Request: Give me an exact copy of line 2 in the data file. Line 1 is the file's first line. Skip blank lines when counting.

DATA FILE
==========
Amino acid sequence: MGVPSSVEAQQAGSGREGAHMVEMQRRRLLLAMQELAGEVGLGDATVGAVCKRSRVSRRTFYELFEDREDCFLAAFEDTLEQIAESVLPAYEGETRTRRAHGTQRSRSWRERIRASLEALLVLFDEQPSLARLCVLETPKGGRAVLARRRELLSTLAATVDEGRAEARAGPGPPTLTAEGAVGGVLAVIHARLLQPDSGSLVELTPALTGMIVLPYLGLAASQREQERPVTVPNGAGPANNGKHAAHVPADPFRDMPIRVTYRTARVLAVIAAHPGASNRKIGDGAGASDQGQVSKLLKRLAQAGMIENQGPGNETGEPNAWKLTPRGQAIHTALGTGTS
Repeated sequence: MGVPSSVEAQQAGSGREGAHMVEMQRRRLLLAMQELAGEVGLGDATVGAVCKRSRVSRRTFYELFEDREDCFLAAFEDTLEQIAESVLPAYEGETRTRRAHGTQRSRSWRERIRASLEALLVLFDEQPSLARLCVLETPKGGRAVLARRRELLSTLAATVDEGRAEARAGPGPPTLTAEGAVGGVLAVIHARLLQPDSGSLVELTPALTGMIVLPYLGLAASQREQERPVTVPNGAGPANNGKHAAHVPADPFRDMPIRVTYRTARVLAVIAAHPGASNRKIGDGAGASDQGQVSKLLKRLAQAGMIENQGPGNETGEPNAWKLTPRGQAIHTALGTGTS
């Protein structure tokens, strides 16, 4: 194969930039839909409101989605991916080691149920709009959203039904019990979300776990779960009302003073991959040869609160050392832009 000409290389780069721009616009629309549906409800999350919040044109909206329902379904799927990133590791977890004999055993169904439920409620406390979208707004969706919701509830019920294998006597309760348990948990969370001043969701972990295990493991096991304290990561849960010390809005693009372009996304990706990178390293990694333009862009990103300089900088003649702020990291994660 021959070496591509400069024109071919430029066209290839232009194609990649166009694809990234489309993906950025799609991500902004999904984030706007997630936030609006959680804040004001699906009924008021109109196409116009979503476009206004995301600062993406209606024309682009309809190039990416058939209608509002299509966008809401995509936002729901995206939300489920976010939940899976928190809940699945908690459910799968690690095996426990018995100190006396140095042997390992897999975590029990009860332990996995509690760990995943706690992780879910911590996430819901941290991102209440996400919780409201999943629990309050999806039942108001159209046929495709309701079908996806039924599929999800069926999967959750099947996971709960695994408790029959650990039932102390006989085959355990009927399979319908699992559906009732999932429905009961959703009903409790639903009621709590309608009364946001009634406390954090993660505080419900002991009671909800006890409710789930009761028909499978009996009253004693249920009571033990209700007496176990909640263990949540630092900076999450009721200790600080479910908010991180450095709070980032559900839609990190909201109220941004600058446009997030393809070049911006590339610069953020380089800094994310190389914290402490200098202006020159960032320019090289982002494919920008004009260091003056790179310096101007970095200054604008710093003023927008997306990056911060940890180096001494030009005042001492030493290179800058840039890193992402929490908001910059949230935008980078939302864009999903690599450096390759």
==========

Repeated sequence: MGVPSSVEAQQAGSGREGAHMVEMQRRRLLLAMQELAGEVGLGDATVGAVCKRSRVSRRTFYELFEDREDCFLAAFEDTLEQIAESVLPAYEGETRTRRAHGTQRSRSWRERIRASLEALLVLFDEQPSLARLCVLETPKGGRAVLARRRELLSTLAATVDEGRAEARAGPGPPTLTAEGAVGGVLAVIHARLLQPDSGSLVELTPALTGMIVLPYLGLAASQREQERPVTVPNGAGPANNGKHAAHVPADPFRDMPIRVTYRTARVLAVIAAHPGASNRKIGDGAGASDQGQVSKLLKRLAQAGMIENQGPGNETGEPNAWKLTPRGQAIHTALGTGTS